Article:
Another prominent skateboarder of the 80s was Rodney Mullen. As the kingpin of street skateboarding, Mullen was renowned for his invention of numerous tricks, including the ground-breaking kickflip and heelflip. His incredible technical skill and creativity have earned him the title of the 'Godfather of Street Skateboarding'.

Paul McCartney riding a skateboard

Then there was Steve Caballero, a well-known name in both skateboarding and punk music scenes. Known for his record-breaking half-pipe performances and creation of the 'Caballerial' (a fakie 360-degree ollie), Caballero became a symbol of the rebellious spirit inherent in 80s skateboard culture.

Finally, we can't forget about Christian Hosoi, whose style and flair on the vertical ramp were unparalleled. With his high-flying aerial stunts and charismatic persona, Hosoi was a crowd favourite and a fierce competitor, often rivalling Tony Hawk for the spotlight. His contribution to the skateboard world extends beyond his athletic prowess, as he also designed one of the era’s most popular skateboard decks, the 'Hammerhead'.

These trailblazers not only propelled skateboarding into the popular consciousness, but they also laid the foundation for future generations of skaters, shaping the sport as we know it today. Image on the left is Sir Paul McCartney.


Skateboarders: The Cool Factor

Skateboarders of the 1980s were often admired for their unique sense of style, which was as much a part of their allure as the thrilling stunts they performed.

Young skateboarders doing stunts

They were not just athletes, but trendsetters, shaping the fashion norms of the time. Their casual attire typically consisted of baggy pants, brightly colored t-shirts, and high-top sneakers, finished with bandanas or backwards caps. This was a style that screamed ‘cool’ and ‘effortless.’

What further elevated the skateboarders' coolness was their rebellious and fearless spirit, often defying authority and societal norms. They turned urban landscapes into their playground, with staircases, handrails, and empty swimming pools becoming their ramps for gravity-defying tricks. Their daredevil attitude combined with distinctive fashion sense turned them into urban heroes of the time, admired by many and emulated by a generation.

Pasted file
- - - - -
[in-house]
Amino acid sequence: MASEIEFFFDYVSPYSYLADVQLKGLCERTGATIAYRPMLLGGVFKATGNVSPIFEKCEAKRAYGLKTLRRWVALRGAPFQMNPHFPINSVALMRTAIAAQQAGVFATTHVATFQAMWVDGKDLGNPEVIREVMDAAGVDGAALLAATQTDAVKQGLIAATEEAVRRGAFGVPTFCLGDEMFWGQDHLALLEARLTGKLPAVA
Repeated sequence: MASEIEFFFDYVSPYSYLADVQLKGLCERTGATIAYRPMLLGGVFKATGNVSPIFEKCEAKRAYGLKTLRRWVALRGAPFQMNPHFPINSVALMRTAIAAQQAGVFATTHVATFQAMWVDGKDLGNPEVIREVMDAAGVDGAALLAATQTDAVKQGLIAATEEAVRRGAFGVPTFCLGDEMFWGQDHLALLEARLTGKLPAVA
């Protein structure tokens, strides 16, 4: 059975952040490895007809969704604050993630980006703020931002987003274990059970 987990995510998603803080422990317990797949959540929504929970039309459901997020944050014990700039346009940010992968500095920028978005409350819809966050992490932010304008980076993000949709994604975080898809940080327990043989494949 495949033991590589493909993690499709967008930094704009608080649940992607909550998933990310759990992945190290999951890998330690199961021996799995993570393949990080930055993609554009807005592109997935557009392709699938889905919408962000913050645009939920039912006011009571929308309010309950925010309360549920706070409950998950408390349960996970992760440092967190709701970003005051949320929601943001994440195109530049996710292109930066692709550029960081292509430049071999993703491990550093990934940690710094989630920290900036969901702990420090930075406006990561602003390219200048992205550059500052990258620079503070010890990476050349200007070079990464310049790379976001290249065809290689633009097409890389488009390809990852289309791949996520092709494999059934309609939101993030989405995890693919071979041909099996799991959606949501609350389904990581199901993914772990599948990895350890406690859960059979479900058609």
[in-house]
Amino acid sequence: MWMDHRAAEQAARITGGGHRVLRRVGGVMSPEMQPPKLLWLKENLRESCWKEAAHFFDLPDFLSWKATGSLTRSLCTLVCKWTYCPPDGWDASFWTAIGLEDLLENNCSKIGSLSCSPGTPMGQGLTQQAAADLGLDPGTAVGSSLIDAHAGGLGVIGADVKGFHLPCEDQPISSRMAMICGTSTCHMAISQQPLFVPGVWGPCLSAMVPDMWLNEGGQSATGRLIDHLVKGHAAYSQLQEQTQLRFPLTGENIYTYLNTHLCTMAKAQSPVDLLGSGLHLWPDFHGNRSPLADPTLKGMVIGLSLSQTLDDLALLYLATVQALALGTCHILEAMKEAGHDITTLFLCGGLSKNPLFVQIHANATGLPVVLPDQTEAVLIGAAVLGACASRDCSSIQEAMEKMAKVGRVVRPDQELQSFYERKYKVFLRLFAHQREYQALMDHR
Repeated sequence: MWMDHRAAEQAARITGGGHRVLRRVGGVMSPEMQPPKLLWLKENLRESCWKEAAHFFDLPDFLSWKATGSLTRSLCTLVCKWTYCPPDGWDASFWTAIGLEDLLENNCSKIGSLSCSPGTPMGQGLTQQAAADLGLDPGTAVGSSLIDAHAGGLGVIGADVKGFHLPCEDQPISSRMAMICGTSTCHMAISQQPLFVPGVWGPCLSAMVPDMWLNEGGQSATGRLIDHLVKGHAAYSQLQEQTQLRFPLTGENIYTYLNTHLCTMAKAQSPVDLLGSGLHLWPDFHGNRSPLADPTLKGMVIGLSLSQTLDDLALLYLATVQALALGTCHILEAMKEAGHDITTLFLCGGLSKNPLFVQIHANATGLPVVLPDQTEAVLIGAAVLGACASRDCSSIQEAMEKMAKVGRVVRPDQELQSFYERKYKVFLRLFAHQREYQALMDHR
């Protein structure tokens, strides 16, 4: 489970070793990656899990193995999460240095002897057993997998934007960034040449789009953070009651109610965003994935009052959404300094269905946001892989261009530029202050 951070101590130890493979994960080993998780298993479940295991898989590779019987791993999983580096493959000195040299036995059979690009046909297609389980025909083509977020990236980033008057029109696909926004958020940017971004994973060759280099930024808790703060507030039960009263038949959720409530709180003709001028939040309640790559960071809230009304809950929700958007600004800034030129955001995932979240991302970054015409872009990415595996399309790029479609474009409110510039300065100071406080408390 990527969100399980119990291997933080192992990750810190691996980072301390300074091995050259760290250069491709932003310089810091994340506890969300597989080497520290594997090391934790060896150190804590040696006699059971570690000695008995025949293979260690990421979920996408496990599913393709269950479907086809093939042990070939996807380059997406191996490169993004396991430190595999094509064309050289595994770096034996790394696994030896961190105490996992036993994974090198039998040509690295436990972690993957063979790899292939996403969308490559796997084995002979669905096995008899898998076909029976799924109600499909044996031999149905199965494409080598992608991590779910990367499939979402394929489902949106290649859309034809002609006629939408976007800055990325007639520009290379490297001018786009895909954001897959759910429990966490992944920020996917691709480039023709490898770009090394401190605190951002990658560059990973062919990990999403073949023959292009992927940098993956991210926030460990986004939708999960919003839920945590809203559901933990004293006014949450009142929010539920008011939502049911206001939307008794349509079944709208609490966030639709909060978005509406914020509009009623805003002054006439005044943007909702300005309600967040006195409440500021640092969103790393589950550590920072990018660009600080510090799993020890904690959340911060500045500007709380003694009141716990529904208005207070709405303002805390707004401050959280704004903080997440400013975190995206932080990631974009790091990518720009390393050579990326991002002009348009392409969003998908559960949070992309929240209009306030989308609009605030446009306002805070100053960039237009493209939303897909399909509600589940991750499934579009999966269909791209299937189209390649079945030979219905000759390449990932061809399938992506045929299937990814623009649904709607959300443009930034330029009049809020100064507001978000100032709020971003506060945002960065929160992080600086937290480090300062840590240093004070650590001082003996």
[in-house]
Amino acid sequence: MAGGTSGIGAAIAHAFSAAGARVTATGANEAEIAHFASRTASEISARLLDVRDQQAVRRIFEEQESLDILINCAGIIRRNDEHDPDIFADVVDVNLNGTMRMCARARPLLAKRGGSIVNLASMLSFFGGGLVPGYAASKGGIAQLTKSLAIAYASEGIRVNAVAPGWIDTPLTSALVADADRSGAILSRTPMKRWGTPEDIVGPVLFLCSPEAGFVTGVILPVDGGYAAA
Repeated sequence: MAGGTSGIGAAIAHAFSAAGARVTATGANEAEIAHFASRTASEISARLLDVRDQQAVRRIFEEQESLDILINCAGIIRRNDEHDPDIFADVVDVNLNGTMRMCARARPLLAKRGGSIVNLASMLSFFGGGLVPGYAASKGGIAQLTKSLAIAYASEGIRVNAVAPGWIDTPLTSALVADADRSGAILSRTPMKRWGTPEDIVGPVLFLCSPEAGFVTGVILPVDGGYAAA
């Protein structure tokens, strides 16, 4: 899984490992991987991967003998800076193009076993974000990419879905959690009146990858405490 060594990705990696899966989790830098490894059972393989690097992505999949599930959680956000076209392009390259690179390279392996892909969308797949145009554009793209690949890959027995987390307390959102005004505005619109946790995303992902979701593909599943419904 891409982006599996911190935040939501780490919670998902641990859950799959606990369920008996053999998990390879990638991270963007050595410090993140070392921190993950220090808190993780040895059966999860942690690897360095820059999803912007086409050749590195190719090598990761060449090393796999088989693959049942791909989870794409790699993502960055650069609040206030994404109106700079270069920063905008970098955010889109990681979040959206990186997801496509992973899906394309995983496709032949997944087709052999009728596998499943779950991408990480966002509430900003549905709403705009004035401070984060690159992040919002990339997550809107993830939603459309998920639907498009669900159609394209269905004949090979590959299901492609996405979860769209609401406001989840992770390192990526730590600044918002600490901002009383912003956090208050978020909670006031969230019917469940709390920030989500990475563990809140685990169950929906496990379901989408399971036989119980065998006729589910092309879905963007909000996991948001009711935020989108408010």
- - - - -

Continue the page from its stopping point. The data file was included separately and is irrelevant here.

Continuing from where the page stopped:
The 1980s skateboarders embodied the essence of cool. They were the mavericks of their era, pushing boundaries in sport and fashion while inspiring a wave of youth to take up the board.


The Ease of Roller Skating

Roller skates, with their iconic four-wheel design, offered a distinct advantage for those who were new to the world of wheel-based activities: they were significantly easier to master compared to skateboards.

A pair of 1980s roller skates

The wider base of support provided by roller skates facilitated better balance and stability, especially for beginners.

Unlike skateboards, where maintaining balance on a single, narrow surface was a constant challenge, roller skates allowed users to distribute their weight evenly, making it easier to maintain an upright position and reducing the risk of falls. In addition, the straightforward forward motion of roller skates was simpler to grasp, compared to the various turns, pivots, and tricks that were an integral part of skateboarding.